Simply, beer is a fermented combination of water, barley, yeast and hops. The major variation in any beer is the type of yeast used in the fermentation process.

Let's look at the properties of this beverage.
Water is the main ingredient of beer. In the past, the purity of the water influenced the final result and was specific to the region of the earth from which it came. Today, water is filtered of these impurities, although pure water supplies are still ideally preferred by elite brewers.

Barley malt is an extremely important ingredient in beer as it is the main source of fermentable sugar. Many new breweries use barley malt extract, in either syrup or powder form, as this form ferments much quicker. It also contains many minerals and vitamins that help the yeast to grow.

Without yeast, beer would not exist. Yeast is a unique single cell organism that eats sugar and expels alcohol and carbon dioxide, two of the more recognizable ingredients of beer. Yeast comes in several variations, of which there are two major categories that determine the type of beer produced; Ale yeast and Lager yeast. If yeast alone were used the beer would be extremely sweet and therefore another ingredient needs to be added to reach the final product.

Hops are the flowers of the hop plant, a climbing vine plant that grows well in many differing climates. Hops contain acids which add bitterness to beer. Adding bitterness to beer helps to balance the sweetness, as well as acting as a natural preservative. Add more hops to the mixture and you will get a more bitter taste. This kind of beer is extremely popular in Britian and is simply referred to as "Bitter" (the original names are always the best!).

Variations of these ingredients create different tasting beers as well as having an affect on the alcoholic content.
When making your own beer many good resources are available which provide home brewing kits. It is important to read the ingredients of the packets in order to ascertain which has the best mixture according to your needs. One quick tip which many home brewers fail to adhere to is this: "Use fresh still water"!

Many have often sought information on how to make beer and the basic homebrewing equipment is not very expensive you can get what you need, for as little as $100.
In order to start making beer, you will need the following: A brewpot, Primary fermenter, Airlock and stopper, Bottling bucket, Bottles, Bottle brush, Bottle capper, and a thermometer.
In addition you can even use items from your kitchen to aid in the beer making. A breakdown of all the equipment is as follows: Brewpot A brewpot is made of stainless steel or enamel-coated metal which has at least 15 litre capacity, but it's no good if it's made of aluminum or if it's a chipped enamelized pot, (these will make the beer taste funny). The brew pot is used to boil the ingredients thus begins the first stage of beer making.

Primary fermenter

The primary fermenter is where the beer begins to ferment and become that fabulous stuff that makes you so funny and charming. The primary fermenter must have a minimum capacity of 26 litres and an air tight seal it must also accommodate the airlock and rubber stopper. Make sure the one you buy is made of food-grade plastic, as it wont allow the bad stuff in or let the good stuff out.

Airlock and stopper

The airlock is a handy gadget which allows carbon dioxide to escape from your primary fermenter during fermentation, it is this process that keeps it from exploding, but it doesn't allow any of the bad air from outside to enter. It fits into a rubber stopper, and is placed into the top of your primary fermenter. The stoppers are numbered according to size, so make sure you use the correct stopper for the correct hole

Plastic hose

This is a food grade plastic hose which measures approximately 5 feet in length. It is needed to transfer the beer from system to system, and it is imperitive that it is kept clean and free from damage or clogs

Bottling bucket

This is a large, food-grade plastic bucket with a tap for drawing water at the bottom, it needs to be as big as your primary fermenter, because you need the capacity to pour all the liquid from your primary fermenter into a bottling bucket prior to bottling up.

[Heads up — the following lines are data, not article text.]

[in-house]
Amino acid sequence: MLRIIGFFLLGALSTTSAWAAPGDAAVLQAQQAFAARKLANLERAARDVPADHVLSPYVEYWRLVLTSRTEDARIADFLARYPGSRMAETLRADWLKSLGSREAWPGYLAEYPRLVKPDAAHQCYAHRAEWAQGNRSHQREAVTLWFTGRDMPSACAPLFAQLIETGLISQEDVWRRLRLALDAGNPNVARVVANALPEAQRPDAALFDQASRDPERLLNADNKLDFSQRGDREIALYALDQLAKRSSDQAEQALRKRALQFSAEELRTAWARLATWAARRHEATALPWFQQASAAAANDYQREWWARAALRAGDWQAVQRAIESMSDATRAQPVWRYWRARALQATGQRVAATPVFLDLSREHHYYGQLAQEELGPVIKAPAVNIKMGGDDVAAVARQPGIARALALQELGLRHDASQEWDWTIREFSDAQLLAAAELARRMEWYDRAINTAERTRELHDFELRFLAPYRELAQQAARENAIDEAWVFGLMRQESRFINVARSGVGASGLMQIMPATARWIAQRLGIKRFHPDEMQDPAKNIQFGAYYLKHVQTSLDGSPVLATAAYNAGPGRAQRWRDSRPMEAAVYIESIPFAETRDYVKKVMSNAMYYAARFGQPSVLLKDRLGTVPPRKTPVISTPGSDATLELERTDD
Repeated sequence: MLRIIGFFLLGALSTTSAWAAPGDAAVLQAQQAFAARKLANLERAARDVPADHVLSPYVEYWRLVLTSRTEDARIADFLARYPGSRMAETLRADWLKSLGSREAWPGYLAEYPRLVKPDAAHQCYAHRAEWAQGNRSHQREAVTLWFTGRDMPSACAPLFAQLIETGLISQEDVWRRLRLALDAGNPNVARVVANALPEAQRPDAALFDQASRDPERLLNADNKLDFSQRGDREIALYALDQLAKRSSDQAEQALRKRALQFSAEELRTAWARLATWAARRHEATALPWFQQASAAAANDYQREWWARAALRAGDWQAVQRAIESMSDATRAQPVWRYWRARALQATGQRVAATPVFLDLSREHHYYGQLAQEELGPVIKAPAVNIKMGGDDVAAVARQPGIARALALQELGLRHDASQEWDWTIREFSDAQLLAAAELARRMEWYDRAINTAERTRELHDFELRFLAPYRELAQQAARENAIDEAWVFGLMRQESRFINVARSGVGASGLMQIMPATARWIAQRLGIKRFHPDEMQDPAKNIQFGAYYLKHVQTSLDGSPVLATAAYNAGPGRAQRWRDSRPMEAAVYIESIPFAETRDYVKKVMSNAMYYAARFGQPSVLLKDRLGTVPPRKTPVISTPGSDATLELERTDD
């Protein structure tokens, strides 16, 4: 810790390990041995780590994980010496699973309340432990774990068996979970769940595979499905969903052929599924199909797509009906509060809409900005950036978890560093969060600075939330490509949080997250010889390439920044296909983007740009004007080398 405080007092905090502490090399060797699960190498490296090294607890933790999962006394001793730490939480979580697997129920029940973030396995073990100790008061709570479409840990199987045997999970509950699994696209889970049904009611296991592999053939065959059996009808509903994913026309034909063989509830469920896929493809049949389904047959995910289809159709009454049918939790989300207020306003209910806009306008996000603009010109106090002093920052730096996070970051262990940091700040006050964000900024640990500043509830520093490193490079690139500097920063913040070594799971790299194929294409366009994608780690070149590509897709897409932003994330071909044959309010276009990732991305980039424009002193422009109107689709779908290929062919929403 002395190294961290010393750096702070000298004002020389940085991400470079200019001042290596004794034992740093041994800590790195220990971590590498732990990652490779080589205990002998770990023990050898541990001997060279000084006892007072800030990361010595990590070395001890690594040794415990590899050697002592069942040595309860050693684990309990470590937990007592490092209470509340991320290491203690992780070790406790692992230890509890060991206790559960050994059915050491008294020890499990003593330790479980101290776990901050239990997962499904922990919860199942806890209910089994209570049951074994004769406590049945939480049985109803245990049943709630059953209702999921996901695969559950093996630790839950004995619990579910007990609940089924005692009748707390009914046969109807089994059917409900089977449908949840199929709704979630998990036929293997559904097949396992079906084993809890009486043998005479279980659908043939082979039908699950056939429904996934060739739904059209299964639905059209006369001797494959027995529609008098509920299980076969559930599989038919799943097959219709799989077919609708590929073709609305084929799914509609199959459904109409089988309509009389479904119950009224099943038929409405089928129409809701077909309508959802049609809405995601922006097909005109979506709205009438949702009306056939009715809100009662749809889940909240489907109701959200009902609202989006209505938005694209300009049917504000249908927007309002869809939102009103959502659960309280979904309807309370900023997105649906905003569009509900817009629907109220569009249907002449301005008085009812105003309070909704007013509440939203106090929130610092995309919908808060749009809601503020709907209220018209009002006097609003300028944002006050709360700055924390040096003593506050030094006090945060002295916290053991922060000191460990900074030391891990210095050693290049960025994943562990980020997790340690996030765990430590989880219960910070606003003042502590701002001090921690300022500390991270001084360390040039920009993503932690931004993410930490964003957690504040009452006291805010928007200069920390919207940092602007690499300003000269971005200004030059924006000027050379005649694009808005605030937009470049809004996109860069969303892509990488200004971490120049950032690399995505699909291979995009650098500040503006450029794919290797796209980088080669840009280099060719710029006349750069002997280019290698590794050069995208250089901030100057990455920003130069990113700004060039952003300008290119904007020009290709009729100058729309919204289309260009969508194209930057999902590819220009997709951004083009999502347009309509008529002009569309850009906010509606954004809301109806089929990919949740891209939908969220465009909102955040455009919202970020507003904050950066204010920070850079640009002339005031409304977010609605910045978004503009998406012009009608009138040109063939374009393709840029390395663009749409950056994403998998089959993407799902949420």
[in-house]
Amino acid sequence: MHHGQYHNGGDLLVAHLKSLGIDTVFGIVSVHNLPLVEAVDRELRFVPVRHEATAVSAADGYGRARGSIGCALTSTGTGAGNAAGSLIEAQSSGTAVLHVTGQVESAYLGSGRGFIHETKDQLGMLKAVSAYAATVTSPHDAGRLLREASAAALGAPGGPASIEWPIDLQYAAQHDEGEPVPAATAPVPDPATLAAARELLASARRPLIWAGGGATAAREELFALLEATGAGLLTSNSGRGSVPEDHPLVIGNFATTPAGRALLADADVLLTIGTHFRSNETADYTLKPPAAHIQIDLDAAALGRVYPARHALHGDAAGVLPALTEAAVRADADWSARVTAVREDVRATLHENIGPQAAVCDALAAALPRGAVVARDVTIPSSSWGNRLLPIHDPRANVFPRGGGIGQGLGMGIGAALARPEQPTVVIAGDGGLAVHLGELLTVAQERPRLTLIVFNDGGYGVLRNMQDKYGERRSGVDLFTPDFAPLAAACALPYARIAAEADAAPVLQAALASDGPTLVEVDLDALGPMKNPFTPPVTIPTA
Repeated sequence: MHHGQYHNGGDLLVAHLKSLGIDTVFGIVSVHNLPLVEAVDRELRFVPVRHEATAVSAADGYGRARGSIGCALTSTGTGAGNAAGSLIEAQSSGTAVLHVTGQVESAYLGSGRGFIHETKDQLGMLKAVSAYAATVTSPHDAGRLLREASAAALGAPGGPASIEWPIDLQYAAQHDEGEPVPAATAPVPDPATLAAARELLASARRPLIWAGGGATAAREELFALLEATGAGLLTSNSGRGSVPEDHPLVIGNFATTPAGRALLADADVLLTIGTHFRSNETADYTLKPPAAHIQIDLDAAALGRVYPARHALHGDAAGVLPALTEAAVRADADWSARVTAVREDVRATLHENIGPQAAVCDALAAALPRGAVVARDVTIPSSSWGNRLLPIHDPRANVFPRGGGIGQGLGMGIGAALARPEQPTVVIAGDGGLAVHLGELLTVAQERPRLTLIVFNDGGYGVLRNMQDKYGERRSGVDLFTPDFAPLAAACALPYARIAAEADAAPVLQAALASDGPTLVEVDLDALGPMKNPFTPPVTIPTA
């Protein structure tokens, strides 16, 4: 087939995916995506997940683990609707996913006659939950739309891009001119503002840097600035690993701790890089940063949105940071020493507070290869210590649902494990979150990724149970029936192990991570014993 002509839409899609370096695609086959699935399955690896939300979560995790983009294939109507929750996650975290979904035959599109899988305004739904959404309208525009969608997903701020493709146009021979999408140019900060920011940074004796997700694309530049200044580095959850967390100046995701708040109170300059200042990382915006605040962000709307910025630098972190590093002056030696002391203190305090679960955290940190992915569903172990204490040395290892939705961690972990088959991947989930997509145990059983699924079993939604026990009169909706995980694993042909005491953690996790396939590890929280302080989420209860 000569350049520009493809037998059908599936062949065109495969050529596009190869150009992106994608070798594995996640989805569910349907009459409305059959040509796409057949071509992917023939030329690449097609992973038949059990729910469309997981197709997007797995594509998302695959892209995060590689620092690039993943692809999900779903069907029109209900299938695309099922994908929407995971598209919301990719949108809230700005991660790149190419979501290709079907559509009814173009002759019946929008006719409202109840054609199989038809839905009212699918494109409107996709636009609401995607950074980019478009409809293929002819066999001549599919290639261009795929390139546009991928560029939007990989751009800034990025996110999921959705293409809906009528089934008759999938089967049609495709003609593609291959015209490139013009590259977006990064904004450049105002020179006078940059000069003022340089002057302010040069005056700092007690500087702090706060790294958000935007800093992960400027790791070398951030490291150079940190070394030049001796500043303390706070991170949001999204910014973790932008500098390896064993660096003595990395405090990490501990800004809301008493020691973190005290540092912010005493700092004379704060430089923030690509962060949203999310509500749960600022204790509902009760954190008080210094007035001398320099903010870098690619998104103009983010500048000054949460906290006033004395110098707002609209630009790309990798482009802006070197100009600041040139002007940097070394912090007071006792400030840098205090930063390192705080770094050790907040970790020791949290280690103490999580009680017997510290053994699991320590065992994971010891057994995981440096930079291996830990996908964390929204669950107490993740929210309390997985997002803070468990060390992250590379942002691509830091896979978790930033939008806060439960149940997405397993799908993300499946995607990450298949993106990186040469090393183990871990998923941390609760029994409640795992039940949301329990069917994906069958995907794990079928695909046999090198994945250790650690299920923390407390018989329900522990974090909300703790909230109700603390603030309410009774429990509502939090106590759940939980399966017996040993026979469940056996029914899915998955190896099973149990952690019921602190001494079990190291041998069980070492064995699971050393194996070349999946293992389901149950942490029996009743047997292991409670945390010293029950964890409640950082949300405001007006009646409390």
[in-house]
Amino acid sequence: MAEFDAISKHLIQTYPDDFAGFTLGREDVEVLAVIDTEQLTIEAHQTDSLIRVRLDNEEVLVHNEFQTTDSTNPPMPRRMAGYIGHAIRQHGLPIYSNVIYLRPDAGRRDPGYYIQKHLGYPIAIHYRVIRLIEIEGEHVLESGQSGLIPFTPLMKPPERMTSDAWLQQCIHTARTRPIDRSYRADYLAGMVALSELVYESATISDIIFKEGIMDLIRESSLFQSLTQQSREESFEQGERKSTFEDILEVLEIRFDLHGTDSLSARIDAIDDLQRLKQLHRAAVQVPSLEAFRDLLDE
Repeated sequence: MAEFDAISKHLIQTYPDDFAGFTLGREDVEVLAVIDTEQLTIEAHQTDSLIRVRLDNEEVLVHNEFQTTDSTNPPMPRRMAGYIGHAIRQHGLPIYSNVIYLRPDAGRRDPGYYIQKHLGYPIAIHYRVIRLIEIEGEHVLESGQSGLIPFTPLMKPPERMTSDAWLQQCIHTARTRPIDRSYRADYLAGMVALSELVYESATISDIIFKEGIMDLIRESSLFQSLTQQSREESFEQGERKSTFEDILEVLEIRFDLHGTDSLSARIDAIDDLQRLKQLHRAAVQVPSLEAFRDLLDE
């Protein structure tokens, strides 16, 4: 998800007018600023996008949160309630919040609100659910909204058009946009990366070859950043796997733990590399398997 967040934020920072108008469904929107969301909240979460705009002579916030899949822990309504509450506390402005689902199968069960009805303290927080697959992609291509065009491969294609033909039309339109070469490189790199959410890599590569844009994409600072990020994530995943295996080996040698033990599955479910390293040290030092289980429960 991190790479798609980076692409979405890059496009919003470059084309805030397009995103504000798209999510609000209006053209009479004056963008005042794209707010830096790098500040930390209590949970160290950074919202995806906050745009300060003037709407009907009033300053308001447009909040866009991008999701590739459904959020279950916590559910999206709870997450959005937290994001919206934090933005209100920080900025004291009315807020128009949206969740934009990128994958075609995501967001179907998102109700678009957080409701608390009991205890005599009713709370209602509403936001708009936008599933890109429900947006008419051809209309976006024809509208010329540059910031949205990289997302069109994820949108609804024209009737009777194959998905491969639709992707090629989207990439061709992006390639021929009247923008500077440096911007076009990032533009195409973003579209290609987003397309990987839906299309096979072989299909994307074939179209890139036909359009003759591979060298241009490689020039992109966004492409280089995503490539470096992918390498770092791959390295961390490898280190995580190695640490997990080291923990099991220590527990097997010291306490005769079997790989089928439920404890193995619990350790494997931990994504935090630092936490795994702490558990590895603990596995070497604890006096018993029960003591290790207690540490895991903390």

Bottles

After fermentation, you place the beer in bottles for secondary fermentation and storage. You need enough bottles to hold all the beer you're going to make, the best kind of bottles are solid glass ones with smooth tops (not the twist-off kind) that will accept a cap from a bottle capper. You can use plastic ones with screw-on lids, but they arent as good for fermentation and dont look as well.

Whether you use glass or plastic bottles, make sure they are dark-colored. Light damages beer, i would recommend green or brown bottles.

Bottle brush

This is a thin, curvy brush which is used to clean bottles because of the the shape of the brush it makes it very affective at getting the bottle spotless. We haven't even gotten into how clean everything has to be, but we will, and the bottle brush is a specialized bit of cleaning equipment that you will require in order to maintain your bottle kit.

Bottle capper

If you take buy glass bottles, you will need some sort of bottle capper and caps, of course, and you can buy them from any brewing supplies store. The best sort of bottle capper is one which can be affixed to a surface and worked with one hand while you hold the bottle with the other.

Thermometer

This is a thermometer which can be stuck to the side of your fermenter, they are just thin strips of plastic which are self adhesive, and can be found in any brewing supplies store, or from a pet shop or aquarium. Not everything costs money though even some household equipment can be used.

Household items

In addition to the above specialized equipment, you will need the following household items:
* Small bowl
* Saucepan
* Rubber spatula
* Oven mitts/pot handlers
* Big mixing spoon (stainless steel or plastic)
So there you have the ingredients and the method to make your home brew, all you need now is to get yourself a beer making kit and your on the way to beer heaven.
Bar equipment

8:12 AM  
Blogger mrzhutch said...

Hi

My new mantra is "there are no problems only opportunities." I really like that concept to overcome our self limiting beliefs. We really need to reprogram our minds with affirmations and convictions such as "there are no problems only opportunites."

We have been told time and time again how life is and what you can and cannot accomplish. I appreciate blogs such as yours to help people see life differently and make a positive difference in this world. Life is limitless and great things can be accomplished if we can just believe it is possible.

Thanks,
Margaret Hutchinson
http://secretsofyoursubconscious.com

3:04 PM